The X-Powers AXP803 power management IC (PMIC) controls power outputs and battery charging. Power, charging, and battery status is exported to userland with the envsys(4) API:

$ envstat -d axppmic0
                   Current  CritMax  WarnMax  WarnMin  CritMin  Unit
   ACIN present:      TRUE
   VBUS present:     FALSE
battery present:      TRUE
       charging:     FALSE
   charge state:    NORMAL
battery percent:       100                                      none
sun6idma0 at fdt1: DMA controller (8 channels)
sun6idma0: interrupting on GIC irq 82

8-channel programmable DMA controller. Used by the audio driver.

/soc/syscon@1c00000 at fdt1 not configured

A miscellaneous register set of registers. The Allwinner A64 ethernet driver uses these resources to configure the PHY interface. Not used on Pinebook.

ausoc0 at fdt0: SUN50I Audio Card
a64acodec0 at fdt1: A64 Audio Codec (analog part)
sunxii2s0 at fdt1: Audio Codec (digital part)
sun8icodec0 at fdt1: Audio Codec
sun8icodec0: interrupting on GIC irq 60

Analog audio codec. On Allwinner A64 this functionality is spread across multiple modules. The ausoc driver is responsible for talking to these drivers and exposing a single audio device. Initialization is deferred until all drivers are ready, so the audio device is attached below.

psci0 at fdt0: PSCI 0.2

ARM "Power State Coordination Interface". NetBSD uses this to implement reset, power off, and (for multiprocessor kernels) starting secondary CPUs.

gpiokeys0 at fdt0: Lid Switch

Pinebook has a Hall effect sensor wired to a GPIO to signal whether the lid is open or closed. On NetBSD state change events are sent to powerd, as well as broadcast to other drivers in the kernel. For example, the backlight driver will automatically turn off the display when the lid is closed.

pwmbacklight0 at fdt0: PWM Backlight <0 30 40 50 60 70 80 90 100>

The backlight brightness on Pinebook is controlled by the PWM controller. These controls are exported via sysctl:

$ sysctl hw.pwmbacklight0
hw.pwmbacklight0.levels = 0 30 40 50 60 70 80 90 100
hw.pwmbacklight0.level = 80

In addition, the framebuffer driver will pass WSDISPLAYIO_SVIDEO ioctl requests through to the backlight driver, so screen blanking in Xorg will work.

sunximmc0 at fdt1: SD/MMC controller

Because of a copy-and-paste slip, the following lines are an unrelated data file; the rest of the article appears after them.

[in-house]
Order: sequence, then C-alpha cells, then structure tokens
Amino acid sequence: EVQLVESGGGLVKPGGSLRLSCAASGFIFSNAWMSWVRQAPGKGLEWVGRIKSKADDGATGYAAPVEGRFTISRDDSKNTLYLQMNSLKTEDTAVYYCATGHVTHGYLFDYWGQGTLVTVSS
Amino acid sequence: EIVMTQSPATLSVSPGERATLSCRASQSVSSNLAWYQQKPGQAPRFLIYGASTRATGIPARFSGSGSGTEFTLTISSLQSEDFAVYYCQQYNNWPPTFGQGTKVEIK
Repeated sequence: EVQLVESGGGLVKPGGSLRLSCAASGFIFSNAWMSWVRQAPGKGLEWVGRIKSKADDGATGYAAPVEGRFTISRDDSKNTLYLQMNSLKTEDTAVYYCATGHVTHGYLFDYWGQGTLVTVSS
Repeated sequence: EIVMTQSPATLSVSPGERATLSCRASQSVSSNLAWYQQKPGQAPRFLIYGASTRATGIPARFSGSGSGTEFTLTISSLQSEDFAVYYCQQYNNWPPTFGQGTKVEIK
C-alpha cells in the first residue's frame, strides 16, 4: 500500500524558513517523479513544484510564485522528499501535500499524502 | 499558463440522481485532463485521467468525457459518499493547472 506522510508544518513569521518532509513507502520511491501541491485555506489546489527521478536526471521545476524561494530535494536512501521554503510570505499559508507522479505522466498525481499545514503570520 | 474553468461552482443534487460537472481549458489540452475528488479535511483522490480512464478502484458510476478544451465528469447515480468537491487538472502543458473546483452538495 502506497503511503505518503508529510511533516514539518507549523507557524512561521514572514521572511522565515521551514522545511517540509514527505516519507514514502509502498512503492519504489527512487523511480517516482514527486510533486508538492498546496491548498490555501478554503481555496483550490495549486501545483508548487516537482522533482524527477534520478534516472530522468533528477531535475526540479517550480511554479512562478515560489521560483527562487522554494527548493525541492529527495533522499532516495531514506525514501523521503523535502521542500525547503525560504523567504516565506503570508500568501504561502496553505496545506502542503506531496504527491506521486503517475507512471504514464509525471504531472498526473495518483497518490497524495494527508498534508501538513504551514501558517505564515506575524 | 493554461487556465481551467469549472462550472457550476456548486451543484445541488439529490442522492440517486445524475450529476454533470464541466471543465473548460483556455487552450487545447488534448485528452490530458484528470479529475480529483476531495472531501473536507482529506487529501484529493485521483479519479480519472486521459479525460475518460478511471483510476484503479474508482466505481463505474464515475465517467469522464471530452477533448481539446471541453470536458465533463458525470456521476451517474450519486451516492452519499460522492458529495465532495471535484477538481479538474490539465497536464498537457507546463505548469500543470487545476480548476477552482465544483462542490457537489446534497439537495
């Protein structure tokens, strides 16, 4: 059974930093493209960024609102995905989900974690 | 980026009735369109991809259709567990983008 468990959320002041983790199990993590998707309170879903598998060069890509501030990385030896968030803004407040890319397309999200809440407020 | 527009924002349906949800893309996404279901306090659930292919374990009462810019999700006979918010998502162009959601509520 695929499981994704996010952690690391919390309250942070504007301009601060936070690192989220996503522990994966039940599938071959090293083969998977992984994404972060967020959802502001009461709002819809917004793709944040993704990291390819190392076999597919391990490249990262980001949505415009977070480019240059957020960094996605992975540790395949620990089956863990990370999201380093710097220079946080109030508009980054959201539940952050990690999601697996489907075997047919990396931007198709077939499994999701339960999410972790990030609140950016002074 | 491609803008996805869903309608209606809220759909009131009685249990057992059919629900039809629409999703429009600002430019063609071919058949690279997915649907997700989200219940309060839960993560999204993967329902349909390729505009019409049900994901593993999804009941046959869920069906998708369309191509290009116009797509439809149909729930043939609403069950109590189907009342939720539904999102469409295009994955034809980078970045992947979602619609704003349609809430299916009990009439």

sunximmc0: interrupting on GIC irq 92
sunximmc1 at fdt1: SD/MMC controller
sunximmc1: interrupting on GIC irq 93
sunximmc2 at fdt1: SD/MMC controller
sunximmc2: interrupting on GIC irq 94

SD/MMC controllers. On Pinebook, they are used for the following functions:

  • #0: SD card slot
  • #1: SDIO Wi-Fi
  • #2: Onboard eMMC

motg0 at fdt1: USB OTG
motg0: interrupting on GIC irq 103
usb0 at motg0: USB revision 2.0

USB OTG controller. NetBSD supports this in host mode only.

ehci0 at fdt1: EHCI
ehci0: interrupting on GIC irq 104
ehci0: EHCI version 1.0
ehci0: 1 companion controller, 1 port
usb1 at ehci0: USB revision 2.0
ohci0 at fdt1: OHCI
ohci0: interrupting on GIC irq 105
ohci0: OHCI version 1.0
usb2 at ohci0: USB revision 1.0
ehci1 at fdt1: EHCI
ehci1: interrupting on GIC irq 106
ehci1: EHCI version 1.0
ehci1: 1 companion controller, 1 port
usb3 at ehci1: USB revision 2.0
ohci1 at fdt1: OHCI
ohci1: interrupting on GIC irq 107
ohci1: OHCI version 1.0
usb4 at ohci1: USB revision 1.0

USB 2.0 host controllers.

com0 at fdt1: ns16550a, working fifo
com0: interrupting on GIC irq 32

Serial console.

sunxirtc0 at fdt1: RTC

Real-time clock. Note that the Pinebook does not include a battery backed RTC.

sunxiwdt0 at fdt1: Watchdog
sunxiwdt0: default watchdog period is 16 seconds

The watchdog timer can be enabled with the wdogctl(8) utility:

# wdogctl
Available watchdog timers:
        sunxiwdt0, 16 second period
sunxithermal0 at fdt1: Thermal sensor controller
sunxithermal0: interrupting on GIC irq 63
sunxithermal0: cpu: alarm 85C hyst 58C shut 106C
sunxithermal0: gpu1: alarm 85C hyst 58C shut 106C
sunxithermal0: gpu2: alarm 85C hyst 58C shut 106C

CPU and GPU temperatures are exported to userland with the envsys(4) API:

$ envstat -d sunxithermal0
                     Current  CritMax  WarnMax  WarnMin  CritMin  Unit
  CPU temperature:    54.000                                      degC
GPU temperature 1:    52.000                                      degC
GPU temperature 2:    52.000                                      degC

In addition, the thermal sensor driver coordinates with the DVFS driver to automatically throttle CPU frequency and voltage when temperatures exceed alarm thresholds.

genfb0 at fdt2: Simple Framebuffer (1366x768 32-bpp @ 0xbe000000)
genfb0: switching to framebuffer console
genfb0: framebuffer at 0xbe000000, size 1366x768, depth 32, stride 5464
wsdisplay0 at genfb0 kbdmux 1: console (default, vt100 emulation)
wsmux1: connecting to wsdisplay0
wsdisplay0: screen 1-3 added (default, vt100 emulation)

NetBSD will automatically use a framebuffer configured by U-Boot using the simplefb protocol. Since the simple frame buffer driver uses genfb(4), it is supported by Xorg out of the box.

ausoc0: codec: sun8icodec0, cpu: sunxii2s0, aux: a64acodec0
audio0 at ausoc0: full duplex, playback, capture, mmap, independent
ausoc0: Virtual format configured - Format SLINEAR, precision 16, channels 2, frequency 48000
ausoc0: Latency: 256 milliseconds

Analog playback and capture are supported on Pinebook. In addition, headphone jack sensing is supported to automatically mute the internal speakers when headphones are plugged in. The following mixer controls are available: